Innovation key to fighting ‘super bugs’

Imagine you are recovering from a routine surgery only to find yourself fighting for your life a few days later because of a bacterial infection that was acquired as a result of the procedure. To make matters worse, traditional medicines are proving ineffective at battling the infection. 

This frightening scenario is an emerging reality as these “super bugs” — named so for their resistance to known antibiotics — are becoming more pervasive throughout the country and the world. 

Reports from the Centers for Disease Control and Prevention indicate that MRSA, methicillin-resistant Staphylococcus aureus, is responsible for more than 17,000 deaths in the United States each year — more than AIDS — and that all 50 states have seen rates of antibiotic-resistant E. coli infections double in less than 10 years. A lesser-known bug, Acinetobacter, has infected more than 700 of our troops serving in Iraq since 2003, and the numbers continue to rise. 

This disturbing trend is made all the more alarming by the devastating health consequences felt by patients. Jamel Sawyer, a former college football player from Norwalk, Conn., knows the crippling impact all too well after contracting an antibiotic-resistant Staph infection. After multiple rounds of antibiotic treatment, Jamel was left paralyzed from the waist down. Failing to fight back means bacteria like the kind that changed Jamel’s life will continue to endanger patients across the country.

The history of antibiotics has repeated itself: Drugs are discovered but natural bacterial evolution increasingly renders them ineffective in treating infections. Overuse of antibiotics in humans or animals could be contributing to the ability of germs to mutate with increasing strength against our available medicines.

Encouraging prescribers to use antibiotics only when patients really need them is important to extend the effectiveness of the antibiotics we have now, but this is not enough. Staying ahead in the arms race against super bugs is a constant challenge, especially when you consider that it takes researchers on average more than 10 years to develop just one new drug.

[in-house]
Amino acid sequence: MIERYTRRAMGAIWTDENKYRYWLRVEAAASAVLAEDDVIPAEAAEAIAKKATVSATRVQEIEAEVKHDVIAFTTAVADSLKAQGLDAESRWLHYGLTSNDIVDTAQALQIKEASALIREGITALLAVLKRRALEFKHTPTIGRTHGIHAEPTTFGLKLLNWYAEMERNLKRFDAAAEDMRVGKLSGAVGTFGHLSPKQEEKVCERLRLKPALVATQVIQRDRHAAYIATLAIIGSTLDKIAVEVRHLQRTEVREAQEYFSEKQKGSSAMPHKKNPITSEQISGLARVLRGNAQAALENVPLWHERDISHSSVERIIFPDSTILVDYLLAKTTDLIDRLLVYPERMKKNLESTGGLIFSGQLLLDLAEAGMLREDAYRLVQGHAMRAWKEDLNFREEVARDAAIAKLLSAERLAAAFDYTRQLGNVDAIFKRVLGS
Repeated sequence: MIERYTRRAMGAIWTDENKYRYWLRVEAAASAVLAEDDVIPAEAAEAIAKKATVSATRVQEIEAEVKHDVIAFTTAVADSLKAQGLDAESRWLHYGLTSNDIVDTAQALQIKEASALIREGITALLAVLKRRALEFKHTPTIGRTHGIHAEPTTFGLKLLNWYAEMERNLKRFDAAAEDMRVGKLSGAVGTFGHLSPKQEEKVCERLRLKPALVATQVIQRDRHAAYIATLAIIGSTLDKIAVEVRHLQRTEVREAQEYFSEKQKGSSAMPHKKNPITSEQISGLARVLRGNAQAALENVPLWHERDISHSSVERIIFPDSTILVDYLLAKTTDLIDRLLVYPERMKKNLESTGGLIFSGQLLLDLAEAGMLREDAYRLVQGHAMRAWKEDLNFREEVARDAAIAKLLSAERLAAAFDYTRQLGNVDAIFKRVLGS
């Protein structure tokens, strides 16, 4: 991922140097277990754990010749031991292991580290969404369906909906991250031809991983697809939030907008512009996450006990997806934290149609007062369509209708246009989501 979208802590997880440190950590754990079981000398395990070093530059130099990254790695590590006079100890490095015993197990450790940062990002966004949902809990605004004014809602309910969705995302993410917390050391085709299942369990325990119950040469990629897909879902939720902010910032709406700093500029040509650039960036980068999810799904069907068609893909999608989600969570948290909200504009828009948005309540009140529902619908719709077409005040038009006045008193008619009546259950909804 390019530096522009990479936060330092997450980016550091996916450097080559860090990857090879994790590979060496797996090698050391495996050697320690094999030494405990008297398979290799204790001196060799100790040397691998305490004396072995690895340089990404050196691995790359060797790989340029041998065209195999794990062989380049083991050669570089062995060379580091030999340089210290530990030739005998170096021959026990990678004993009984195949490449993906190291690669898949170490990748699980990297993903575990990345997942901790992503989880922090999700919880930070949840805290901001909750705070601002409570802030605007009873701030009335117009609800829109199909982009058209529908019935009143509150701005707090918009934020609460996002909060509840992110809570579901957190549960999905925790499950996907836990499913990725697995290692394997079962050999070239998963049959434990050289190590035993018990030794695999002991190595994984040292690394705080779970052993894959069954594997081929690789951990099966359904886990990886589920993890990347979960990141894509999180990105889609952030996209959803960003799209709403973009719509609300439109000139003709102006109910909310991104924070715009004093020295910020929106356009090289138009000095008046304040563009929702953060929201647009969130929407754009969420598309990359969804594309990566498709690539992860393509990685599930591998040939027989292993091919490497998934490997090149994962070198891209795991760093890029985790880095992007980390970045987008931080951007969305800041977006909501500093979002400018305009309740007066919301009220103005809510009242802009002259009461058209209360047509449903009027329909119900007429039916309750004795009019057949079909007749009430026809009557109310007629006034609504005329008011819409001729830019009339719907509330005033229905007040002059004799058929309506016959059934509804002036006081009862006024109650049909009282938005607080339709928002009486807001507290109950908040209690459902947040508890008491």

Research and development of new antibiotics present unique scientific and economic obstacles. The financial disincentives to create new antibiotics are significant, because they are only taken for a period of days or weeks, unlike cholesterol-reducing statins or other medicines used to treat lifelong conditions. New antibiotics are not “blockbuster” drugs, lacking the long-term revenue potential of more routinely administered products. Consequently, the number of new drugs in our antibiotic pipeline has run dry, and Food and Drug Administration approval of new antibiotics has decreased by 70 percent since the mid-1980s. 

To address this growing public health threat, we recently introduced the Generating Antibiotic Incentives Now (GAIN) Act, bipartisan legislation that seeks to spur development of new antibiotics. Without putting federal dollars at stake, the bill provides the necessary economic incentives so innovators and pharmaceutical companies are willing to make the necessary investments. These incentives include longer exclusive marketing rights and a quicker, streamlined FDA regulatory review process. Expanding these drugs’ exclusive access to the market would compensate for lower return from sales, and prompt, expedited consideration by the FDA would benefit patients as well as drugmakers, many of them small business innovators across the country.

Other steps should be taken to fight the spread of super bugs — including more prudent use of antibiotics and more effective infection prevention measures in our hospitals and healthcare centers — but passage of the GAIN Act is a necessary step that can be taken now. The proposal has broad bipartisan support in both houses of Congress, which in itself is an unusual and encouraging fact. 

The bill has also been endorsed by 49 organizations across the country, including St. Jude’s Children’s Research Hospital in Memphis, Tenn. In a letter expressing support for the GAIN Act, Dr. William Evans, the director and CEO of St. Jude, wrote: “We don’t want to find ourselves in a situation in which we have been able to save a child’s life after a cancer diagnosis, only to lose them to an untreatable multi-drug resistant infection.”

We are in a real-life race against the super bugs, and we are losing. We must harness nature and American ingenuity to win.

Blumenthal and Corker are members of the Senate Select Committee on Aging. Blumenthal also serves on the Senate Health, Education, Labor and Pensions Committee.